In Joseph O’Neill's “The Referees,” a short story in this week’s New Yorker, the protagonist, Rob, is struggling to gather credible character references in support of an application to rent a co-op in Prospect Heights. In a passage that sounds more documentary than fiction, the co-op board has requested “meaningful letters of reference that specifically address the high standards of integrity and deportment expected of a co-operative resident.” As Rob's returned to the city after a long absence out of state, two weeks into a new job and just divorced, this is proving a monumental task. But it needn’t be.
Here, a quick roundup of what “Rob” does wrong, and what you can do right:
· DON'T limit yourself to local acquaintances. Most co-op boards understand recent transplants to NYC may be short on local references. Instead, opt for references from people who know you well (and can speak well of you).
· DON'T attempt to dig up best buds from your past. The cause of your now distant relationship may be due to a long forgotten incompatibility that doesn’t lend itself well to character referencing.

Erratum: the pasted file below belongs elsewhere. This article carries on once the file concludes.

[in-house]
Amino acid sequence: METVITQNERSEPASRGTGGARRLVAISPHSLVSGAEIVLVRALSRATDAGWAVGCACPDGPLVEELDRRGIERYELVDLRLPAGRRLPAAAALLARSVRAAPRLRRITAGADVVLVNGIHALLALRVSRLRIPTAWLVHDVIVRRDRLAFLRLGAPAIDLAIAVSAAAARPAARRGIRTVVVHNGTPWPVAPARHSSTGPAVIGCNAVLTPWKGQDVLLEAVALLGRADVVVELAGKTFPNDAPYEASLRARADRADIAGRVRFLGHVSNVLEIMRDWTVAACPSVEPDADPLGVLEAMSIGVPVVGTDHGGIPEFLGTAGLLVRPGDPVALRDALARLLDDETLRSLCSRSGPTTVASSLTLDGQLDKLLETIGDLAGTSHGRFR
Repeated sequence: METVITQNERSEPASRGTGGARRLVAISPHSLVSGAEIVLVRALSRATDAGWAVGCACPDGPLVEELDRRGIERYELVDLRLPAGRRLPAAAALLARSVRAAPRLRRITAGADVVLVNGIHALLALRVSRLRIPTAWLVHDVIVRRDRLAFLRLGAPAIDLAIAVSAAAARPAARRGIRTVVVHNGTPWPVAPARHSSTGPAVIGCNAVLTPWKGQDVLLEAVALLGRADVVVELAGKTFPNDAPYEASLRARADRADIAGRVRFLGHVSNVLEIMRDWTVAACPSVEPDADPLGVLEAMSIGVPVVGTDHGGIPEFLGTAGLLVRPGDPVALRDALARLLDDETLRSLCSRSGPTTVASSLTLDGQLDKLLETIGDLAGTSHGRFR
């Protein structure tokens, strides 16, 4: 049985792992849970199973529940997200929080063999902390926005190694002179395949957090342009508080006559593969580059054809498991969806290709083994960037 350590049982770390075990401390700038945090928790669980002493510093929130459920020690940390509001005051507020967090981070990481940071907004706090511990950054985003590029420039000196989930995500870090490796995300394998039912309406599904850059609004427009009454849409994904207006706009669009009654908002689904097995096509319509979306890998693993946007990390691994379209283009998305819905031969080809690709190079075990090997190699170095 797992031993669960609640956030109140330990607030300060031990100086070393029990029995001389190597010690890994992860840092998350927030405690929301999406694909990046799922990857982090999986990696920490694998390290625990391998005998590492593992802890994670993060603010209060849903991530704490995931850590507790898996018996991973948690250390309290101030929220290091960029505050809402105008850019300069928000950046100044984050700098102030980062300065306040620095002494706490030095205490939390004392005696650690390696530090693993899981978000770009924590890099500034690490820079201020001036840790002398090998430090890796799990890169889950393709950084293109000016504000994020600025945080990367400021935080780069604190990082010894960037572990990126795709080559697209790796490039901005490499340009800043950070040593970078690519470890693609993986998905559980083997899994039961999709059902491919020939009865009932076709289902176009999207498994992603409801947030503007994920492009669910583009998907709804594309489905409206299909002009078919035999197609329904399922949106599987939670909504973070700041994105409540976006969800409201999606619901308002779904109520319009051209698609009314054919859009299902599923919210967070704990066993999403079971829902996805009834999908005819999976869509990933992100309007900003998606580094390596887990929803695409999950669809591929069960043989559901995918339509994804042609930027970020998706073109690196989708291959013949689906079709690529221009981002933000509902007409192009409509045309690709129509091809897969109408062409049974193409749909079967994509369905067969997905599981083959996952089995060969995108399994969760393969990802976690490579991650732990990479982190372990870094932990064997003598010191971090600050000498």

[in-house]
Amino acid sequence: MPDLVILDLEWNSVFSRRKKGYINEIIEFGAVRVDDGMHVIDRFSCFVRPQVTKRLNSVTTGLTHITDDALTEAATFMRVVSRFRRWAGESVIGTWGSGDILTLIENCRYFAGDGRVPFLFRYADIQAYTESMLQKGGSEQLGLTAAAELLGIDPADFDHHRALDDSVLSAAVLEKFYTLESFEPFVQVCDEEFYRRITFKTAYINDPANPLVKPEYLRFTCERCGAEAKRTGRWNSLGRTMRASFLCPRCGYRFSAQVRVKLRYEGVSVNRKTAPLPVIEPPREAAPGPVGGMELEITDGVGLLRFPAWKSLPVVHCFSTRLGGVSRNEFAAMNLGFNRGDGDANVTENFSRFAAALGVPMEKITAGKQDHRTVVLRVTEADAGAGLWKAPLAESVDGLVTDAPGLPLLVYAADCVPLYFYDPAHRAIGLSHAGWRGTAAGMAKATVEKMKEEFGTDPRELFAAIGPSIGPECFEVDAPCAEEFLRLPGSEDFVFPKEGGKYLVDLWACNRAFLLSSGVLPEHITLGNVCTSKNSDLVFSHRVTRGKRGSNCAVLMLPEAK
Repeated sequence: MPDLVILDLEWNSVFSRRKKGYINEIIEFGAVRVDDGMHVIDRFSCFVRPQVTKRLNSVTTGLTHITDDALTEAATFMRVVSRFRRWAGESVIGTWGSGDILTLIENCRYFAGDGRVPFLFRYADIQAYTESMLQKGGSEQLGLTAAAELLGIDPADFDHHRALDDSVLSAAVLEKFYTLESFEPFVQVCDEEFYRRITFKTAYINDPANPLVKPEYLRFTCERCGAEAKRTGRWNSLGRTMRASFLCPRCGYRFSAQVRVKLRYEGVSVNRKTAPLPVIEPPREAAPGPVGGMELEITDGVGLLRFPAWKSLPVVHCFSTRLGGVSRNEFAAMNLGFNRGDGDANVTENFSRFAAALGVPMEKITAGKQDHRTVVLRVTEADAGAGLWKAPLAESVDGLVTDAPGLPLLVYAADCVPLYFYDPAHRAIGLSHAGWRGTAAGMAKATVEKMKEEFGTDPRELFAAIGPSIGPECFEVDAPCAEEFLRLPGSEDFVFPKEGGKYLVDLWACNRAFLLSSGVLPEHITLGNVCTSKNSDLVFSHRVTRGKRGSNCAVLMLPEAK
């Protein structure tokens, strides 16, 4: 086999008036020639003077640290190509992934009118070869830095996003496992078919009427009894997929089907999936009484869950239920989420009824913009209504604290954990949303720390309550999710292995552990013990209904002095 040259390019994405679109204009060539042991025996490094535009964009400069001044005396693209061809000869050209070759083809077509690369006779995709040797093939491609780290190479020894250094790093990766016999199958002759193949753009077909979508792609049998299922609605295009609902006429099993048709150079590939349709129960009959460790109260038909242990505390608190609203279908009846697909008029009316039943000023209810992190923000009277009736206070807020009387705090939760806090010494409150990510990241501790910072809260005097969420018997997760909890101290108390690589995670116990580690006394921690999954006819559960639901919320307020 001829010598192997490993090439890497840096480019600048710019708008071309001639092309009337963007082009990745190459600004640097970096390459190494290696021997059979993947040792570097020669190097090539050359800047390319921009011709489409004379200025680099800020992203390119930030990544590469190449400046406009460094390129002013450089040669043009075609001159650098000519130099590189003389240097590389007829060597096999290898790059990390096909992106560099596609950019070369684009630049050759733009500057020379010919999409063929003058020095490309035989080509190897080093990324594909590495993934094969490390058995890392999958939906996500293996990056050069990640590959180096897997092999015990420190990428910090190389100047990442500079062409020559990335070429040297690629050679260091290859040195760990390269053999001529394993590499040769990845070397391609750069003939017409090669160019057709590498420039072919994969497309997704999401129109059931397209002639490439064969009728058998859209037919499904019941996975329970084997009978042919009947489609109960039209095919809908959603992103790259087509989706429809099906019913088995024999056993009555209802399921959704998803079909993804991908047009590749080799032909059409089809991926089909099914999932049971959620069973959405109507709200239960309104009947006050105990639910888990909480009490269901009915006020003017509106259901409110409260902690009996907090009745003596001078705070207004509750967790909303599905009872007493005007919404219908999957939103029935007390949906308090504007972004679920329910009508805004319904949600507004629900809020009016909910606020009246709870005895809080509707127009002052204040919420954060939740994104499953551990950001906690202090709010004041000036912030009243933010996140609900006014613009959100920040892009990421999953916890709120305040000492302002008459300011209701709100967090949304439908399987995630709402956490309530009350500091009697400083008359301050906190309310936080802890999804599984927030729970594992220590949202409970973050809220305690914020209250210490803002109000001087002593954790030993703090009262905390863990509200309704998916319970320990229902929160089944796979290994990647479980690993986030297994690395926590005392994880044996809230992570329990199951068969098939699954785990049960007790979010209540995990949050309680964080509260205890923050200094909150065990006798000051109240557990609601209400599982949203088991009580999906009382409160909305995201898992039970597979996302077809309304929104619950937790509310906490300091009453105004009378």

· DON'T ask a new supervisor. He or she simply doesn’t have enough of a history with you to evaluate your character.
· DO select references who know you currently, well and for a significant period of time. Close friends and business colleagues who can attest to your personal character and financial responsibility make the best picks.
· DO make sure your references note the length of time the person has known you, how they met you and what their experience of you is. Anecdotes can help back up statements and add personality.
· DO make sure your letters are no longer than 1 to 1.5 pages, are typed up neatly and have been checked for spelling and grammar. Sloppiness makes a poor impression.
(Thanks to Curbed NY for alerting us to the story.)